Millwall v Sheffield Wednesday: Owls will keep pace with the pack this time, says rejuvenated Steven Fletcher

Confident: Steven Fletcher.
Confident: Steven Fletcher.
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It may be 10 years since Steven Fletcher swapped his native Scotland for England but he finally feels he has found a home in Sheffield Wednesday.

The 32-year-old striker moved south in 2009 – after honing his skills at Hibernian – taking in big-money moves to Burnley, Wolverhampton Wanderers, Sunderland and even a loan spell in the south of France with Marseille.

I would love to stay here as long as I can, I am really enjoying it. The family is settled, the kids go to school in Sheffield.

Striker Steven Fletcher

While the Owls’ Middlewood Road training ground – yesterday home to drizzle and grey skies – is a million miles away from the Mediterranean sunshine, Fletcher is happy with life.

He is finally injury-free and Fletcher – freely admitting a knee injury “hampered” him in his first two seasons at Hillsborough, after joining in 2016 – has helped the Owls top the Championship table after the opening fortnight of the campaign.

“I am feeling good, we got a good pre-season under our belts,” said Fletcher, starting his fourth season at Hillsborough.

“I am settled in Sheffield, the family is settled, but it’s gone quite quick actually. It doesn’t feel like I have been here that long.

“But it’s been good and I am enjoying it. I have settled into living in Sheffield.”

So much so, that Fletcher – in the final season of a four-year deal – would relish the chance to finish his career in South Yorkshire.

“I would love to stay here as long as I can, I am really enjoying it. The family is settled, the kids go to school in Sheffield.

“I have never been at a club, with my family, where I really felt settled. This is the first time.

“I am settled here, but I only have a year left (on contract).”

Some pundits tipped the Owls to struggle this season – after manager Steve Bruce walked out in pre-season to join Newcastle United – but caretaker Lee Bullen has stepped in to oversee opening wins over Reading and Barnsley.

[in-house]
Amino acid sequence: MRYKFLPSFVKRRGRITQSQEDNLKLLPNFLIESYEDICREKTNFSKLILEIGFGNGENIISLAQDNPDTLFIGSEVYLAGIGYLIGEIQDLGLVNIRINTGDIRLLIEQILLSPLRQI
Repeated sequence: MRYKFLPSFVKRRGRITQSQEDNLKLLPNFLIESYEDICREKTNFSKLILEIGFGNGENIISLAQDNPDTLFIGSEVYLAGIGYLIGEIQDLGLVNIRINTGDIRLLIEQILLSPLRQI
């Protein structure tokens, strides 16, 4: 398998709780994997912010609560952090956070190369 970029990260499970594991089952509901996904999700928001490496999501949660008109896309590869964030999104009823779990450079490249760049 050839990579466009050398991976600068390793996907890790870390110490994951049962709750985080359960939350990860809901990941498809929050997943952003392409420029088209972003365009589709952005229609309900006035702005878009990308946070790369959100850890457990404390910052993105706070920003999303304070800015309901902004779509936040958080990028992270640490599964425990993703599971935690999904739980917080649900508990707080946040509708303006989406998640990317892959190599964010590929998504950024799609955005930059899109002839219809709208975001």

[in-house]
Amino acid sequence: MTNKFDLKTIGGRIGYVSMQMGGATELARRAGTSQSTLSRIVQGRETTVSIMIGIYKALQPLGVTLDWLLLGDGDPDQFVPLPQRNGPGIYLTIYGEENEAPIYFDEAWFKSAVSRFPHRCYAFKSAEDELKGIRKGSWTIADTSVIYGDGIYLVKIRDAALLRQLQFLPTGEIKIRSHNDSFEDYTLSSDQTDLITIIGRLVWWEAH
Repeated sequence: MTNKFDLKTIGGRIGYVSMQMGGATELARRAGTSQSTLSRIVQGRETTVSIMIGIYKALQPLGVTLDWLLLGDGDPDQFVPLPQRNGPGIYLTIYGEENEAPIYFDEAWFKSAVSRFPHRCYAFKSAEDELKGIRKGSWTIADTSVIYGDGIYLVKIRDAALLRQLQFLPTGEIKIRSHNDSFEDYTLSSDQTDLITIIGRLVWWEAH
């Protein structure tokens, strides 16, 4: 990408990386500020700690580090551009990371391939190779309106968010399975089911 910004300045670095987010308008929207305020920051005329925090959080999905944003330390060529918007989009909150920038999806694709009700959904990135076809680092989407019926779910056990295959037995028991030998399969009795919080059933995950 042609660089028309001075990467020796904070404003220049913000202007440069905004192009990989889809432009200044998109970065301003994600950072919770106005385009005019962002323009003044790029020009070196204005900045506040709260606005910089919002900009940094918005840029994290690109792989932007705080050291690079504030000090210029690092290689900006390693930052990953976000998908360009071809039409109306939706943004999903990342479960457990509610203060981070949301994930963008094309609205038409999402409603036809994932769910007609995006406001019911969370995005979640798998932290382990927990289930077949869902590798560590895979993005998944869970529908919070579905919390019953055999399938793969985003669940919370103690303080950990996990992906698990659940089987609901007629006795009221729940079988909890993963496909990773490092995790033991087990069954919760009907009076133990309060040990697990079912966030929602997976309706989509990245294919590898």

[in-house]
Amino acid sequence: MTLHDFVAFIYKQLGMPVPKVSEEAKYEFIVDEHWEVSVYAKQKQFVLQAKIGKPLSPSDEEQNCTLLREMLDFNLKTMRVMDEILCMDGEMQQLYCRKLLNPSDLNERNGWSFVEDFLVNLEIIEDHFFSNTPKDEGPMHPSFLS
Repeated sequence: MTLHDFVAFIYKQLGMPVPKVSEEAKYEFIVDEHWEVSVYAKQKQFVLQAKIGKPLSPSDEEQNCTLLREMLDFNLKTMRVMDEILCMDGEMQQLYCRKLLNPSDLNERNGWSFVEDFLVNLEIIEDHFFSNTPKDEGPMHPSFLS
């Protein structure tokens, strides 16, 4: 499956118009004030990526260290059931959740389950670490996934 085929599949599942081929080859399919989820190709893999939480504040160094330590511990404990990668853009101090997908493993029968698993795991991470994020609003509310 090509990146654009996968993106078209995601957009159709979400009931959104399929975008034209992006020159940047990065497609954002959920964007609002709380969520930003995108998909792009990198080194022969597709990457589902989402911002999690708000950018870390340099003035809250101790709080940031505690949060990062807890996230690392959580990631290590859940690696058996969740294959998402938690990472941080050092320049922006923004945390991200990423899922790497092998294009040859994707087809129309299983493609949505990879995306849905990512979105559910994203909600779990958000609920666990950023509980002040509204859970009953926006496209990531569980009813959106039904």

Fletcher opened his goals account in the 2-0 win over the Tykes, and, in a squad rich with striker options, will take some dislodging if he continues his early-season form.

The striker admits a traditional English pre-season under Bruce and Bullen – as opposed to less taxing summers under European coaches in Carlos Carvalhal and Jos Luhukay – has got the Owls in peak condition.

“I am injury-free,” he said. “I have had my knee problem fixed, which hampered me in my first two years here. That didn’t help. But I am now pain-free, injury-free. The pre-season was tough, but it’s put me in good stead for this season.

“In my time here, I have had a lot of European managers, they do (pre-season) a bit different to what English managers do.

“We had a typical English pre-season this year, so it was tough.”

The transition from Bruce to Bullen appears to have been seamless, although the former’s exit hardly came as a surprise to the Wednesday players.

“I think we knew it was inevitable it was going to happen,” said Fletcher, a free transfer signing from Sunderland. “The rumours had been going on for a while.

“It took a little while for it to actually happen, but I think we got our heads round it.

“The boys did well just to keep our heads down and work hard through pre-season. We had a job to do, despite the speculation about the manager, we needed to get fit and ready for the season. The boys have done that very well.”

Fletcher is no stranger to former defender Bullen, the pair actually played against each other in Scotland.

“Bully was at Dunfermline,” he recalled. “I came on as a young boy, about 17 or 18, he won’t like the result because I came on and changed the game. We ended up beating them.”

Fletcher added: “Bully is in charge now, and he’s doing a great job. He has kept a lot of what Bruce did beforehand, but tweaked the things he wanted to. He is his own man. He has kept a lot of stuff which worked well for us when Bruce was in charge. There’s no point in changing if it’s working well.

“He has been here a long time, and stepped in (as caretaker boss) a few times. Now, he is probably thinking there is no better time for him to step into management.

“He has started very well, but it’s up to the chairman. It’s not up to me to say ‘yeah, I want him as manager’.”

With the arrival of wingers Kadeem Harris and Jacob Murphy, the Owls have cured the lack of pace in their forward line.

No-one is happier about that, than Fletcher, a traditional British centre-forward, who often cut an isolated figure in attack last season.

He said: “We have managed to bring in a few boys in defence, and that’s good.

“But I always thought we needed a bit of pace up front. I am not saying I am the slowest guy on the pitch, but I am not the quickest.

“So, to have a bit of pace around me – or the other lads up front – it’s always nice if you do get a header, you don’t have to chase your own flick-on.

“I think we needed pace on the wings, just to create chances, and take the pressure off the main striker. The ball is not just being played up to them all the time, you have got different passes to make, not just coming straight to the No 9.

“With their pace and directness, we can exploit teams. They are very fast players, I have seen that. I can’t keep up with them.”

So what is a realistic target for Wednesday this season?

“Everyone is expecting us to be up there,” replied Fletcher, after play-off appearances in 2016 and 2017.

“We have ambitions, we have got to be thinking we can push itno the top half of the table. We have to think that or there’s no point in going out every week.

“But we have got to keep our heads down, and, hopefully, people don’t take notice of us, and we creep our way up the table.”